2. Try using a tool that keeps tabs on your industry. When I've exhausted my FAQs, my go to resource is Topsy—a website that lets you comb Twitter for a specific keyword and see what people are saying about it. Note that this is also a good site for finding resources for your curated posts!

2. Select The Best Content

Here's where some marketers start to get lazy: they punch a keyword into Google, cram the top 5 results into a list, and publish.

Slow your roll there, cowboy. There's more to it than that.

Creating a curated post is about more than slapping together a list of topics vaguely related to your industry. Truly great (and shareable!) curated content is useful—it addresses a hole in your niche. Additionally, the best curated content enters a dialogue with other great content.

Which is a fancy way of saying that links beget links.

If you've never used it before, it's time to consider Open Site Explorer. This site allows you to enter a web address, explore their top pages, and find out which content has the most linking root domains. The more a piece is linked to, the more likely it is to be a relevant, high-quality piece of content.

Curata's synopsis for an article on the value of quality content sums it up nicely:

"Providing quality content, not just quantity, resonates better with readers, provides more value and establishes a higher quality of brand awareness. Giving potential buyers valuable content can help develop trust in your brand. Optimize content for consumer experience to increase the quality of your leads."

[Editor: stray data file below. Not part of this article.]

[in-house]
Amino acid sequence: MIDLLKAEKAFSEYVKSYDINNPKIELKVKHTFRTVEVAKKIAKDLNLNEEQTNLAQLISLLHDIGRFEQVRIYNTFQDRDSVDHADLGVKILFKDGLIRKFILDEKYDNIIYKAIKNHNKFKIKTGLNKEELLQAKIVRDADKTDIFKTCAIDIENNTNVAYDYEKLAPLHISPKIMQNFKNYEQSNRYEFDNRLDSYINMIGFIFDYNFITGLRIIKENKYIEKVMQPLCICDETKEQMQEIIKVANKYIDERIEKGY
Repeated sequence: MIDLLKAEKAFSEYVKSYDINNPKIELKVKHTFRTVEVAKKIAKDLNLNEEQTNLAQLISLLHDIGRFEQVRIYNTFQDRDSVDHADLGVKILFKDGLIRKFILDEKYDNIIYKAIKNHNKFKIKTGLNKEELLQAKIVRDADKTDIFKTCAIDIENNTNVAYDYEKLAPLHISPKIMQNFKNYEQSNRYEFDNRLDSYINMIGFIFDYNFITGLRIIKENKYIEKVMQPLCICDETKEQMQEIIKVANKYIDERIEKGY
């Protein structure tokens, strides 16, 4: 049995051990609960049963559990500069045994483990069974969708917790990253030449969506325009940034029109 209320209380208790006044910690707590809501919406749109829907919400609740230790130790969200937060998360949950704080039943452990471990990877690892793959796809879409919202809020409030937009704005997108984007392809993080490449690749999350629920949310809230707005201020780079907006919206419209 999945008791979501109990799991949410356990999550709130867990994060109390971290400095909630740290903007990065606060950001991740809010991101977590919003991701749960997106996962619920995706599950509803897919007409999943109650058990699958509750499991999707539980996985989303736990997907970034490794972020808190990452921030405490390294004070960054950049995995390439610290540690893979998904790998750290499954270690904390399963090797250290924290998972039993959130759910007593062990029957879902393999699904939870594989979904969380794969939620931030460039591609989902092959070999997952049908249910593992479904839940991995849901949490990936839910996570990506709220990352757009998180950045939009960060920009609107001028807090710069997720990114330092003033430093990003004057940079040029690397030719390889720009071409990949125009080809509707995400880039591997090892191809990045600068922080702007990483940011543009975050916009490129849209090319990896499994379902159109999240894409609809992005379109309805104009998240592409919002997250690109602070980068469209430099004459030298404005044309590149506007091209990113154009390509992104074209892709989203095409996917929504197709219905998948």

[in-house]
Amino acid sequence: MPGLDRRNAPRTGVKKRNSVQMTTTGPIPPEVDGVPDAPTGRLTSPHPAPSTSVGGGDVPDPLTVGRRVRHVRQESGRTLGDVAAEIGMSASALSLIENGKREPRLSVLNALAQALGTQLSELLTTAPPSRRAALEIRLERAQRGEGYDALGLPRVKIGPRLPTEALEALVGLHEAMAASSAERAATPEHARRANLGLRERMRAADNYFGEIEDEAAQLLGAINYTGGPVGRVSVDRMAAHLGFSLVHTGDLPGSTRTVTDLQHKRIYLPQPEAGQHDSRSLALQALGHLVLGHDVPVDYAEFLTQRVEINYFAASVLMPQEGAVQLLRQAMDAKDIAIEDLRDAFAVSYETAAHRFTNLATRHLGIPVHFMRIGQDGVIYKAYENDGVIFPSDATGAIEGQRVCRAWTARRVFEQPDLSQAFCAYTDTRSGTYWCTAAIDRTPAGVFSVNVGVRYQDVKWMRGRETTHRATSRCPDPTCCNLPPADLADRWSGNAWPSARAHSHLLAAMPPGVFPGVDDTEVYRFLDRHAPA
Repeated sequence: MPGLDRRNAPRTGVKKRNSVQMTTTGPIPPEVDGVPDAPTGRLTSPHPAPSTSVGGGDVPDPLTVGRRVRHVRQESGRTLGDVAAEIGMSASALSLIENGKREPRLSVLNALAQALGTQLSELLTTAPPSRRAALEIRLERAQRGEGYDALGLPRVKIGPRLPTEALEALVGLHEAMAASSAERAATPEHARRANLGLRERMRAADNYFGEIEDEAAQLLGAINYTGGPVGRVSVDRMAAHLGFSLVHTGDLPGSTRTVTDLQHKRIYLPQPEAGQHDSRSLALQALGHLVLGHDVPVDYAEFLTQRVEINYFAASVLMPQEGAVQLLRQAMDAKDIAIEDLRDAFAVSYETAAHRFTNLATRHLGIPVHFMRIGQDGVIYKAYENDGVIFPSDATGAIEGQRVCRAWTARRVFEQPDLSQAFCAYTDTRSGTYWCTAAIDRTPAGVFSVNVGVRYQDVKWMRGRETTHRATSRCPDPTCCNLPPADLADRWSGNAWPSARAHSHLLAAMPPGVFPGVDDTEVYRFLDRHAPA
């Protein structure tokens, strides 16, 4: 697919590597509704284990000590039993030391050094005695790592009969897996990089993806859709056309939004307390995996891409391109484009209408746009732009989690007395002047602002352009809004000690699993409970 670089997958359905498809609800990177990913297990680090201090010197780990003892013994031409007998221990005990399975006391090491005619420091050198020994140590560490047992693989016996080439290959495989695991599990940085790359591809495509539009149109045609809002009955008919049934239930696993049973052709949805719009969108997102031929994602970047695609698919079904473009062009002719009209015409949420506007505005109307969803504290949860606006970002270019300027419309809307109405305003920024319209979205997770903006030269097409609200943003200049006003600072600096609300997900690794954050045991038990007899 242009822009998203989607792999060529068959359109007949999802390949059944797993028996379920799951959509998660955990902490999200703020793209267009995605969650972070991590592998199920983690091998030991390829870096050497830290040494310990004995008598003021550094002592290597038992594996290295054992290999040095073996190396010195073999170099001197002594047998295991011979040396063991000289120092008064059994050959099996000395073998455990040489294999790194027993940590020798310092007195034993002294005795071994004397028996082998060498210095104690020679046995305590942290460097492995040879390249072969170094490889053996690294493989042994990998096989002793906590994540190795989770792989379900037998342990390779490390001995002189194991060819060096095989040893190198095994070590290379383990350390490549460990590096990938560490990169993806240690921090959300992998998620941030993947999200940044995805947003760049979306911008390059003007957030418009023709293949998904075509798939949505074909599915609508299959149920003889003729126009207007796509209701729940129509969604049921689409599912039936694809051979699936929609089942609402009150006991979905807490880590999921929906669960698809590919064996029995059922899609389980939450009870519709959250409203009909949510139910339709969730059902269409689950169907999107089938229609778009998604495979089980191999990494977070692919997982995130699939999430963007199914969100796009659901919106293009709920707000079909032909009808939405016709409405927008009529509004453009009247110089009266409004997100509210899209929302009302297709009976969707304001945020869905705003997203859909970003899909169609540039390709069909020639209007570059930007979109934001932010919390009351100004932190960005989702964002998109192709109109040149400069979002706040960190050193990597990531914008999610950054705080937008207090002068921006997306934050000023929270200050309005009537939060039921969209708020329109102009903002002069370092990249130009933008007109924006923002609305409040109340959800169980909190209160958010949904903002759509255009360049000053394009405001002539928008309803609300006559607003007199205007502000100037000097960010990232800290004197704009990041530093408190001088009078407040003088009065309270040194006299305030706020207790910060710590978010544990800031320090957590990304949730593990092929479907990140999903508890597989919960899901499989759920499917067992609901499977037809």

Your audience is smart enough to pick up on lazy curation, especially if you're missing glaringly obvious examples. A list of the "Top 10 Best Search Engines" that's conspicuously missing Google isn't going to fare very well—so make sure your curated posts are comprised of only the BEST sources.

Oh, and this should go without saying, but credit your sources. Passing off someone else's content as your own is the laziest sort of black hat SEO, and you're not going to sneak it by Google.

3. Improve Already Great Content

In the early years of my undergrad, I experienced a conundrum every time I sat down to write a research paper: I'd find fantastic, extremely quotable sources that reinforced my position on a topic, but always expressed a point of view way more eloquently than I possibly could.

So, I'd quote them. I'd give them proper citation. Then I'd move on to the next paragraph. What I failed to do was add anything authoritative to the discussion. I didn't add my voice.

The result was a Frankensteinian mash-up of other people's content.